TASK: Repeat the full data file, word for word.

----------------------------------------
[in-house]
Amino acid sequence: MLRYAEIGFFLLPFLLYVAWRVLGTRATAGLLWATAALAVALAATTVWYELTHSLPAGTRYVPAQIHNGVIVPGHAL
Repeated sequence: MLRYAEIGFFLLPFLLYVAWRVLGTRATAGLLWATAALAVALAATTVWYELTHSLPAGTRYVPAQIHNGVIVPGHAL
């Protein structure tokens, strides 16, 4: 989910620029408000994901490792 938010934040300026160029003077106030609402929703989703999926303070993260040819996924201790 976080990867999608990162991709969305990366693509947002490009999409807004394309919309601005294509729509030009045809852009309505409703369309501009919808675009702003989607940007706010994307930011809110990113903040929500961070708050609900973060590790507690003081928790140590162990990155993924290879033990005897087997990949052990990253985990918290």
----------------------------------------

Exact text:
[in-house]
Amino acid sequence: MLRYAEIGFFLLPFLLYVAWRVLGTRATAGLLWATAALAVALAATTVWYELTHSLPAGTRYVPAQIHNGVIVPGHAL
Repeated sequence: MLRYAEIGFFLLPFLLYVAWRVLGTRATAGLLWATAALAVALAATTVWYELTHSLPAGTRYVPAQIHNGVIVPGHAL
């Protein structure tokens, strides 16, 4: 989910620029408000994901490792 938010934040300026160029003077106030609402929703989703999926303070993260040819996924201790 976080990867999608990162991709969305990366693509947002490009999409807004394309919309601005294509729509030009045809852009309505409703369309501009919808675009702003989607940007706010994307930011809110990113903040929500961070708050609900973060590790507690003081928790140590162990990155993924290879033990005897087997990949052990990253985990918290």